has been on my mind lately.
I suppose there are a number of reasons.
We’re in the process of re-architecting our data network at York
. We’re starting off by adding redundancy in various ways, and anticipate the need to address QoS in preparing for our future deployment of a VoIP service.
Of course, that doesn’t mean we don’t already have VoIP or VoIP-like protocols already present on our existing undifferentiated network. In addition to Skype, there are groups that have already embraced videoconferencing solutions that make use of protocols like RTP
. And given that there’s already a Top 50 list of Open Source VoIP applications
to choose from, I’m sure these aren’t the only examples of VoIP-like applications on our network.
At the moment, I have more questions about QoS than answers.
- If we introduce protocol-based QoS, won’t this provide any application using the protocol access to a differentiated QoS? I sense that QoS can be applied in a very granular fashion, but do I really want to turn my entire team of network specialists into QoS specialists? (From an operational perspective, I know I can’t afford to!)
- When is the right time to introduce QoS? Users are clamoring for QoS ASAP, as it’s often perceived as a panacea – a panacea that often masks the root cause of what really ails them … From a routing and switching perspective, do we wait for tangible signs of congestion, before implementing QoS? I certainly have the impression that others managing Campus as well as regional networks plan to do this.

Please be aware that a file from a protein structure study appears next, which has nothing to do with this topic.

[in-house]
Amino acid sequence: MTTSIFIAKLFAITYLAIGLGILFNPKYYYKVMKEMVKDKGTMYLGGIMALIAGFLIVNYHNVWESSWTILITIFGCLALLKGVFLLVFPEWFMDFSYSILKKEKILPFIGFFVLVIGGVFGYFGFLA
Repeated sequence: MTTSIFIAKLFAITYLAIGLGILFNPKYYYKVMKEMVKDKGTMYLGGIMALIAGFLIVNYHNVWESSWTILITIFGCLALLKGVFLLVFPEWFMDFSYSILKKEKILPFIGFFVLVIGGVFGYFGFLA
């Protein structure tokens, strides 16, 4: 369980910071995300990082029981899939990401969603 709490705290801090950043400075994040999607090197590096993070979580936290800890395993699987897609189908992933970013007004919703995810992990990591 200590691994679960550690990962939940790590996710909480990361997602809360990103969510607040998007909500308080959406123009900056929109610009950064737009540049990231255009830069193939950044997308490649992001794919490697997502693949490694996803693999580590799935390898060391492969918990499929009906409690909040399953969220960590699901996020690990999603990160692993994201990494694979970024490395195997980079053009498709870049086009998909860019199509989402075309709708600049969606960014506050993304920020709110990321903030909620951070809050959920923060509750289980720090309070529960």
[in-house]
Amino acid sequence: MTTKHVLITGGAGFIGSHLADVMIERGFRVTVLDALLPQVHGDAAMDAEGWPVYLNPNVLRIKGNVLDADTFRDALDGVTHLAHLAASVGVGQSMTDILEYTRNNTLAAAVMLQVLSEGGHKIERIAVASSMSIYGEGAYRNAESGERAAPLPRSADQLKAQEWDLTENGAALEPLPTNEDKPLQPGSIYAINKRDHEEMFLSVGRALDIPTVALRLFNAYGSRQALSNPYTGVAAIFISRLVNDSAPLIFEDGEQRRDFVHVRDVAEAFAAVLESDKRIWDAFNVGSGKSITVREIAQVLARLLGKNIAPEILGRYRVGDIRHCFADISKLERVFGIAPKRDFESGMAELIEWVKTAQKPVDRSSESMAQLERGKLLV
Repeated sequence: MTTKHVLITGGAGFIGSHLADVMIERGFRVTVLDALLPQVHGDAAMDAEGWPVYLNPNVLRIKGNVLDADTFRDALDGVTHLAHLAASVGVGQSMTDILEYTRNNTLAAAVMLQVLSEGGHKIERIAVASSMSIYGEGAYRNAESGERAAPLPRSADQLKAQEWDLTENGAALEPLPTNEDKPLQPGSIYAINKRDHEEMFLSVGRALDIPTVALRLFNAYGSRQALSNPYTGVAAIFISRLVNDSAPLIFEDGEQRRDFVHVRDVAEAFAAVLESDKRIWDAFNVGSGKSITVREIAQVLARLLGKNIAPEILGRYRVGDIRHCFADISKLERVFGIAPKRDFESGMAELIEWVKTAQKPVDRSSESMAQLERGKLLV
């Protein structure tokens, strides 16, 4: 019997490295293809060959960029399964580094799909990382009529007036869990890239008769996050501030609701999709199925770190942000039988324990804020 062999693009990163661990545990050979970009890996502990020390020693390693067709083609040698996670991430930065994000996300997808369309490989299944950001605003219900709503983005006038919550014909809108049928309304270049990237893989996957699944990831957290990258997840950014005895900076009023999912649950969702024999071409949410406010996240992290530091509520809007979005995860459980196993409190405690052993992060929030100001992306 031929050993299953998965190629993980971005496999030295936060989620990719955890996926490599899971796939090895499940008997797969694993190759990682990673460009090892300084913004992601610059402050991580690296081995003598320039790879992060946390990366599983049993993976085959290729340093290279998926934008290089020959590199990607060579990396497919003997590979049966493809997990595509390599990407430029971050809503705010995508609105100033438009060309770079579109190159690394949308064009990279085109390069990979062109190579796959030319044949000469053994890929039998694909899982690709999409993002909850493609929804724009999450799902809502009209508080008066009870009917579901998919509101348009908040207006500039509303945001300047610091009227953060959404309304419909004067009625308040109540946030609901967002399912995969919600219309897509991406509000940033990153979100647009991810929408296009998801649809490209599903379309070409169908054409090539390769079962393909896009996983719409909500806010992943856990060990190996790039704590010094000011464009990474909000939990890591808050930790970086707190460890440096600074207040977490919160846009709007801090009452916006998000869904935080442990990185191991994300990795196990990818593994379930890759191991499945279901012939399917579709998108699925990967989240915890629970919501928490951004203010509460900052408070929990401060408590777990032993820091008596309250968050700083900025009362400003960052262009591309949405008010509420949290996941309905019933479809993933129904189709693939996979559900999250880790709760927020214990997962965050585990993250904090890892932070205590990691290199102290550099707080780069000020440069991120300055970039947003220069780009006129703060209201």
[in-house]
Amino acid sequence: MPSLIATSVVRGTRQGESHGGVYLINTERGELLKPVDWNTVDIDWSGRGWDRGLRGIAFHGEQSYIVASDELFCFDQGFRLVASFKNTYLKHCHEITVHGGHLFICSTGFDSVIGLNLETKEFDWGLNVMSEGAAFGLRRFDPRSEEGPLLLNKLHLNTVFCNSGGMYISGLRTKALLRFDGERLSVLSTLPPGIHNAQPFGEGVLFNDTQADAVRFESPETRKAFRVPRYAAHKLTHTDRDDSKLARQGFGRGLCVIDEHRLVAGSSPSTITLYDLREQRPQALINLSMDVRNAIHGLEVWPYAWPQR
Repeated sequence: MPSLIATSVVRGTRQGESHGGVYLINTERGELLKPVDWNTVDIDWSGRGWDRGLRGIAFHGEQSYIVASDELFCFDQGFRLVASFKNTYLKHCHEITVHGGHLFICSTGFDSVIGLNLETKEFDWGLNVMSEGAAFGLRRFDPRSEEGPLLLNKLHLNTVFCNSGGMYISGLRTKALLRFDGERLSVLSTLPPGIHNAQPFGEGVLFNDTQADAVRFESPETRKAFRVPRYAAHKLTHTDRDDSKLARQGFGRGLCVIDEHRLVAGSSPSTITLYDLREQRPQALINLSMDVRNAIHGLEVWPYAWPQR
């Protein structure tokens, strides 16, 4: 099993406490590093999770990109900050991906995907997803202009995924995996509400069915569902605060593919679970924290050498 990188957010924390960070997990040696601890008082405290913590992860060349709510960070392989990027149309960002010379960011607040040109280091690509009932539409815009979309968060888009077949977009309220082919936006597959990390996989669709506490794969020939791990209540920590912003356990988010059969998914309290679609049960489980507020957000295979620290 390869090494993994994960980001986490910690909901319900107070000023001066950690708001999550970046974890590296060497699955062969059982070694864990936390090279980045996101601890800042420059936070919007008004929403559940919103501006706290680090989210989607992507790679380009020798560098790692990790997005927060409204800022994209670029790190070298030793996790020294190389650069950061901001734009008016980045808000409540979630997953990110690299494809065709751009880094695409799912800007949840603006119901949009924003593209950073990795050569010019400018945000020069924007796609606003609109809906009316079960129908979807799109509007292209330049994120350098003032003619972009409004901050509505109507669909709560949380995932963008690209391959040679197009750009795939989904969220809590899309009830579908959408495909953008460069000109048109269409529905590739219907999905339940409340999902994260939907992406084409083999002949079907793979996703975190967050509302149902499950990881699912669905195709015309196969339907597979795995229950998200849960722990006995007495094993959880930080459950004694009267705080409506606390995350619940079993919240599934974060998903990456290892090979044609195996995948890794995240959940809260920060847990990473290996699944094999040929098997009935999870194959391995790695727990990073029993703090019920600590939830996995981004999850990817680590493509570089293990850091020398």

- And what about standards? QoS isn’t baked into IPv4, but there are some implementations that promote interoperability between vendors. Should MPLS, used frequently in service providers’ networks, be employed as a vehicle for QoS in the Campus network context?
- QoS presupposes that use is to be made of an existing network. Completely segmenting networks, i.e., dedicating a network to a VoIP deployment, is also an option. An option that has the potential to bypass the need for QoS.
I know that as I dig deeper into the collective brain trust answers, and more questions, will emerge.
And even though there are a number of successful deployments of VoIP that can be pointed to, there still seems to be a need to have a deeper discussion on QoS – starting from a strategic level.
As I reflect more and more on QoS I’m thinking that a suitably targeted BoF, at CANHEIT 2008
for example, might provide a fertile setting for an honest discussion.